If it weren't for the wear and obvious age of the cars and elevated tracks, you'd be forgiven for judging the Tokyo Monorail as futuristic and technologically marvelous. And even if the big, big city is old hat, it's hard not to be moved by that ride - but what's holding up the 51-year-old inverted anachronism?
One of Tokyo’s most popular areas, Shinjuku only truly reveals itself at night. Dirty, noisy and somehow vulgar, Shinjuku at night is nonetheless one of the most interesting places to visit in Tokyo. The ward is divided into different smaller areas that are not always welcoming to cameras at night, and for good reason...
The contiguous urbanization, beginning at Tokyo Bay, crawls westward and disappears beneath the sky, farther than we can see - not only by distance, but also due to the basic curvature of the earth. It’s just that vast. Okay, now double that. Twist and turn. Reflect. Go upside down and merge it all together in a videographic collage...
Located on the former site of Edo Castle (1888) near Tokyo Station, the Imperial Palace is the official residence of the Japanese royal family. Divided into four distinct areas or sectors, it covers a total area of 3.41 square kilometers. And yes - you can go there!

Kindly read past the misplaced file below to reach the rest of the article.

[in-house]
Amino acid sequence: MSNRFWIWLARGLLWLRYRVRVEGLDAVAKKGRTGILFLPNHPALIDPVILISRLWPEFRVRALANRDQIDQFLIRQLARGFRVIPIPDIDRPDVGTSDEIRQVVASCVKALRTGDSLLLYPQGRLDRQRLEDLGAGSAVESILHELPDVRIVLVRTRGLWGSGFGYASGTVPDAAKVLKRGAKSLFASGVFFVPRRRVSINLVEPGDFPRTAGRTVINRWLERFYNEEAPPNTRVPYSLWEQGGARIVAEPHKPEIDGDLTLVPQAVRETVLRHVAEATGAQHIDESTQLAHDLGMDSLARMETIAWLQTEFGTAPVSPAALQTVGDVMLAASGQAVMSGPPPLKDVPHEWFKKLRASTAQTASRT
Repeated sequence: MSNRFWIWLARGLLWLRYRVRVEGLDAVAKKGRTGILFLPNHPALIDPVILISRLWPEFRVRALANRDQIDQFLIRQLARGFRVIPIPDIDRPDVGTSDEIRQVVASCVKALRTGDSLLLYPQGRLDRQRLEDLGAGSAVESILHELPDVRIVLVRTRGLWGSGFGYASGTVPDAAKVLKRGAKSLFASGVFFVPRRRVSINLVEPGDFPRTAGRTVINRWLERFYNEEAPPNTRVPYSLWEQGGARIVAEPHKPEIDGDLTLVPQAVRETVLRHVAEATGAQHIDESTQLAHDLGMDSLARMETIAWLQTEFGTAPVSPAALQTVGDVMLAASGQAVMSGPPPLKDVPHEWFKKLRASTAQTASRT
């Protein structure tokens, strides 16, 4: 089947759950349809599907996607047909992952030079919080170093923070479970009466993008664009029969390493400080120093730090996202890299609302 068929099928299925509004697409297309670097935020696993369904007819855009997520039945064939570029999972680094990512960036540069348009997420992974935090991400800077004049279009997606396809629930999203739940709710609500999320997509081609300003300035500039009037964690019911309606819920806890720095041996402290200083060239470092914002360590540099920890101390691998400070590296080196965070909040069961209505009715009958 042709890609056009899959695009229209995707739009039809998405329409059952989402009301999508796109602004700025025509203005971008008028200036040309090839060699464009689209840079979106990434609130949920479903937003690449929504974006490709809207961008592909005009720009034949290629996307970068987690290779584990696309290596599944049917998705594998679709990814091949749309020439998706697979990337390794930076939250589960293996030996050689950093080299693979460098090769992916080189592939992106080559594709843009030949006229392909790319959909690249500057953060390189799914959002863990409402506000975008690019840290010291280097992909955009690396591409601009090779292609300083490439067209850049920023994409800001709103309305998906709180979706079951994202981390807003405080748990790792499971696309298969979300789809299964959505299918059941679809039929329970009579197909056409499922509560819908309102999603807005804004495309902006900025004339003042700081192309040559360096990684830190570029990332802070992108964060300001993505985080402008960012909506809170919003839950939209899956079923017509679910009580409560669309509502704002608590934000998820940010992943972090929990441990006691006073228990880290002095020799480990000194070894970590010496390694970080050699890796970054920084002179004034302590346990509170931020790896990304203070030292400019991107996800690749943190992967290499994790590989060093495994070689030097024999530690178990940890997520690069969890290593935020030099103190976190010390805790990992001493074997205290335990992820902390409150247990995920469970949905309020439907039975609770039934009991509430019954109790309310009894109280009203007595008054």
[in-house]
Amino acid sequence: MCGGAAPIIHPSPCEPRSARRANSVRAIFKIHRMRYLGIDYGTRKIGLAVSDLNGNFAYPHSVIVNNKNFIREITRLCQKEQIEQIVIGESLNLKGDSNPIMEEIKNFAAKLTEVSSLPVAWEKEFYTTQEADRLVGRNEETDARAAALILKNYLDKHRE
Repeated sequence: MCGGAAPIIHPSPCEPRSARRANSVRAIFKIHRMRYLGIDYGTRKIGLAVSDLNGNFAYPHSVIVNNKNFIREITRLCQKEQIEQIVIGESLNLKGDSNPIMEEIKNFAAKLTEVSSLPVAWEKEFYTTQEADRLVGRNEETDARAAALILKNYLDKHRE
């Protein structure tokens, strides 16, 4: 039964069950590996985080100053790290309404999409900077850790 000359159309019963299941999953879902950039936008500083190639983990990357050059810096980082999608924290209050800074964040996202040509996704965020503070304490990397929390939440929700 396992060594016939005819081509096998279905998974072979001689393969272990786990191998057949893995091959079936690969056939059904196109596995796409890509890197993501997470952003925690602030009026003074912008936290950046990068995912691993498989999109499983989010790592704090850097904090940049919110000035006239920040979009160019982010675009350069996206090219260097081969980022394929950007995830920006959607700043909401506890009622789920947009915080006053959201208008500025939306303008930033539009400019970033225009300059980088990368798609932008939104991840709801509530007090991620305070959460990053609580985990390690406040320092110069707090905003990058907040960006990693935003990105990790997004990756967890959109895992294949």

This video is exactly what it sounds like, and in this case it's exactly beautiful. While we love pretty much anything he creates, "Clouds above TOKYO" is one of darwinfish105's best videos - and if your monitor can handle it, crank it all the way up to 4K!
Last night Special Contributor Jordan Yerman found the heartbeat of Japanese indie rock at the East Van stage in Vancouver, B.C., and, according to his report, the Next Music from Tokyo tour has a lot of good things to deliver - including generous amounts of crowdsurfing!
Located near Tokyo Station (in 4K), Ginza (in 4K), and directly alongside the JR Yamanote Line, Yurakucho is a vibrant and busy place. People go there to enjoy the many restaurants, primarily izakaya and yakitori, built-up under the brick arches of the JR tracks.
Several centuries before Ginza became synonymous with luxury, it was actually a swamp. Only after a major fire in 1872 that burnt down most of the larger area did the Meiji government decided to rebuild it into a model of modernization!
Meguro Gajoen offers some very interesting attractions, among which are: indoor traditional restaurant/tea ceremony rooms, gardens with gorgeous wooden painting fresque, a nice little pond, and a selection of restaurants that are featured in the Tokyo edition of the famous Michelin Guide!